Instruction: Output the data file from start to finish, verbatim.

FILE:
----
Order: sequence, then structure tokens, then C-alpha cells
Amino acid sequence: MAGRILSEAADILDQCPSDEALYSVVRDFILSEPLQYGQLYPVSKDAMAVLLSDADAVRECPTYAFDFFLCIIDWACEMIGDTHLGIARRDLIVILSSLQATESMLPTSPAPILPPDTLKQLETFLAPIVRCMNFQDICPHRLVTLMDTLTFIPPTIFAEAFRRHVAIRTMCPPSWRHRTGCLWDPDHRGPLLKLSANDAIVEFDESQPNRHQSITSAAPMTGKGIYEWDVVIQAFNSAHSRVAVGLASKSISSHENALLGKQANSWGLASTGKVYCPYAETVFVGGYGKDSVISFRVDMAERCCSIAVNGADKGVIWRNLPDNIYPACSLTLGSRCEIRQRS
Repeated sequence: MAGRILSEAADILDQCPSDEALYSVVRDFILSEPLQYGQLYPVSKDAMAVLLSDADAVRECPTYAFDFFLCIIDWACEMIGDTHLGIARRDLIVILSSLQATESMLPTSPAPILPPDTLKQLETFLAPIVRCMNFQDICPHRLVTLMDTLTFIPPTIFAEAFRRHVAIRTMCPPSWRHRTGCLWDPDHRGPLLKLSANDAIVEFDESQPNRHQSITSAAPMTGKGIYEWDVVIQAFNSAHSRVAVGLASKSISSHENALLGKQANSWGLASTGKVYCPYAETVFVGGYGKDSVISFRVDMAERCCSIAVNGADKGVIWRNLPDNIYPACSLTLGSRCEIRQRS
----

Order: sequence, then structure tokens, then C-alpha cells
Amino acid sequence: MAGRILSEAADILDQCPSDEALYSVVRDFILSEPLQYGQLYPVSKDAMAVLLSDADAVRECPTYAFDFFLCIIDWACEMIGDTHLGIARRDLIVILSSLQATESMLPTSPAPILPPDTLKQLETFLAPIVRCMNFQDICPHRLVTLMDTLTFIPPTIFAEAFRRHVAIRTMCPPSWRHRTGCLWDPDHRGPLLKLSANDAIVEFDESQPNRHQSITSAAPMTGKGIYEWDVVIQAFNSAHSRVAVGLASKSISSHENALLGKQANSWGLASTGKVYCPYAETVFVGGYGKDSVISFRVDMAERCCSIAVNGADKGVIWRNLPDNIYPACSLTLGSRCEIRQRS
Repeated sequence: MAGRILSEAADILDQCPSDEALYSVVRDFILSEPLQYGQLYPVSKDAMAVLLSDADAVRECPTYAFDFFLCIIDWACEMIGDTHLGIARRDLIVILSSLQATESMLPTSPAPILPPDTLKQLETFLAPIVRCMNFQDICPHRLVTLMDTLTFIPPTIFAEAFRRHVAIRTMCPPSWRHRTGCLWDPDHRGPLLKLSANDAIVEFDESQPNRHQSITSAAPMTGKGIYEWDVVIQAFNSAHSRVAVGLASKSISSHENALLGKQANSWGLASTGKVYCPYAETVFVGGYGKDSVISFRVDMAERCCSIAVNGADKGVIWRNLPDNIYPACSLTLGSRCEIRQRS